Results 1-4of 4 Reviews
April 13, 2008
July 19, 2005
Our laid-back, friendly, and knowledgeable guide, Ian, got down to business once we were loaded on the motorboat. He explained about the first stop, cultivated by locals to attract rays and nurse sharks, and quickly we arrived in shallow water. Immediately the boat was surrounded by large grey bodies. Our eyes grew huge, and several ladies did not want to get in the water. Ian jokingly calmed us, while feeding fish parts to the gentle rays, by saying they haven't lost anyone to a shark yet, but warning not to provoke or bother them. One particular ray seemed to greet Ian and stay on him almost the entire time. Eventually, after the braver souls had proved it safe, I approached to pet the slimy, soft ray.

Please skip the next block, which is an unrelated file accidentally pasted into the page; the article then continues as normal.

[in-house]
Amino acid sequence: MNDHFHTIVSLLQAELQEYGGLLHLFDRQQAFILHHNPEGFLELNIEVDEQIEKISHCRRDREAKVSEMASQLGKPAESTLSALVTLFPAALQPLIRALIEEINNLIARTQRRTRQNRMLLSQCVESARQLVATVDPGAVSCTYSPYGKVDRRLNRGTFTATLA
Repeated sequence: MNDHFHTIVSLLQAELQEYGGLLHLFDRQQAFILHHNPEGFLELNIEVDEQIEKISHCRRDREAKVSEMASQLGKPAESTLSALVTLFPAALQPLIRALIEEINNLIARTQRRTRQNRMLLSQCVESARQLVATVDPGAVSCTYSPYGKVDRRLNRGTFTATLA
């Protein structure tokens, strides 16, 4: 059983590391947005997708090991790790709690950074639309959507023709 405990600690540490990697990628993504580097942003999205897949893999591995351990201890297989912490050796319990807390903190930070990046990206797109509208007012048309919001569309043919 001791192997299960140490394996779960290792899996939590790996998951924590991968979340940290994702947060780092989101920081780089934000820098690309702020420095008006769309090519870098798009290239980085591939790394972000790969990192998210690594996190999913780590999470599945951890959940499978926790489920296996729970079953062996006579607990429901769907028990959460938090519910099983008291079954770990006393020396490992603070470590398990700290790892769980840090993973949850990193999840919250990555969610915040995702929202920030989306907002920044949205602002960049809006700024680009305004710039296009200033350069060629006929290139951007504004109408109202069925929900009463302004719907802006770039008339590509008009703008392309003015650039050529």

Wandering off to explore the reef, my eyes were greeted by bright-yellow sunfish darting around purple fans and white coral. There were schools of docile-looking angel fish, largemouth grouper hiding under rocks, electric-blue fish, a green moray eel, and many other special treats you have to find out for yourself. Ian pointed out hidden life on the guided tour of an area of the South Channel.
Then it was onto the third stop for free time around the reef. Watch out for coral that rises above your swimming level, and for the sharp fire coral. Back on the boat, everyone agreed that this was our best view ever while we munched on the fresh pineapple and orange slices. It was such an amazing experience - the true reason to visit Caye Caulker.
From journal Creole Anyone?
by Neva Joyce
July 16, 2002
From journal Caye Caulker Excursion